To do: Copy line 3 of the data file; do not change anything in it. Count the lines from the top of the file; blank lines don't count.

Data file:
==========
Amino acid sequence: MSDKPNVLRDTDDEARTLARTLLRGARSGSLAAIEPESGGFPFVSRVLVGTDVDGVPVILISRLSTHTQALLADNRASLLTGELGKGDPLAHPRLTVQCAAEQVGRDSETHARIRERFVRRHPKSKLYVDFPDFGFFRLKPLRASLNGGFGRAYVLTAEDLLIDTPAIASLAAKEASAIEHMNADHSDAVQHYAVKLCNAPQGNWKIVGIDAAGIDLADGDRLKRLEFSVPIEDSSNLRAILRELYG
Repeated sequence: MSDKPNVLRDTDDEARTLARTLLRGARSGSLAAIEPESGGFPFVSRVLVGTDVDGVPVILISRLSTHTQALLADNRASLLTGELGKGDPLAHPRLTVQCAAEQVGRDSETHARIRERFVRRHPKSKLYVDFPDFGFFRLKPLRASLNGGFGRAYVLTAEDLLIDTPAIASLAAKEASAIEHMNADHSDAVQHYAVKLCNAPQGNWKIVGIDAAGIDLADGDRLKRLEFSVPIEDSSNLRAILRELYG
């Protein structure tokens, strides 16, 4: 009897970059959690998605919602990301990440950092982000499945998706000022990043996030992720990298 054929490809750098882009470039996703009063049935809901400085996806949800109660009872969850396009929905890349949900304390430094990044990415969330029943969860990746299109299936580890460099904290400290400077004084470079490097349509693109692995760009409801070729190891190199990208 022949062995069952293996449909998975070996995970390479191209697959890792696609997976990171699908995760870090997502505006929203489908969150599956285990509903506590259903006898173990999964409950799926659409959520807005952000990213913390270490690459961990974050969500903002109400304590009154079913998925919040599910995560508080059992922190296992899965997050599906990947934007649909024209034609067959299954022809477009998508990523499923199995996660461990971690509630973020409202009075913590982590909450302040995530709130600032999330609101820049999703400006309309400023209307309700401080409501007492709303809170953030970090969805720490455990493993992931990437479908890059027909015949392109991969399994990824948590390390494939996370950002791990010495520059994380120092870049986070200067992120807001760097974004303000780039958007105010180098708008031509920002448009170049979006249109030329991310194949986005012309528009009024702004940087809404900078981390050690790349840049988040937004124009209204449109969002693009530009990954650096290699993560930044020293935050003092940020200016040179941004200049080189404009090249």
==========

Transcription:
């Protein structure tokens, strides 16, 4: 009897970059959690998605919602990301990440950092982000499945998706000022990043996030992720990298 054929490809750098882009470039996703009063049935809901400085996806949800109660009872969850396009929905890349949900304390430094990044990415969330029943969860990746299109299936580890460099904290400290400077004084470079490097349509693109692995760009409801070729190891190199990208 022949062995069952293996449909998975070996995970390479191209697959890792696609997976990171699908995760870090997502505006929203489908969150599956285990509903506590259903006898173990999964409950799926659409959520807005952000990213913390270490690459961990974050969500903002109400304590009154079913998925919040599910995560508080059992922190296992899965997050599906990947934007649909024209034609067959299954022809477009998508990523499923199995996660461990971690509630973020409202009075913590982590909450302040995530709130600032999330609101820049999703400006309309400023209307309700401080409501007492709303809170953030970090969805720490455990493993992931990437479908890059027909015949392109991969399994990824948590390390494939996370950002791990010495520059994380120092870049986070200067992120807001760097974004303000780039958007105010180098708008031509920002448009170049979006249109030329991310194949986005012309528009009024702004940087809404900078981390050690790349840049988040937004124009209204449109969002693009530009990954650096290699993560930044020293935050003092940020200016040179941004200049080189404009090249």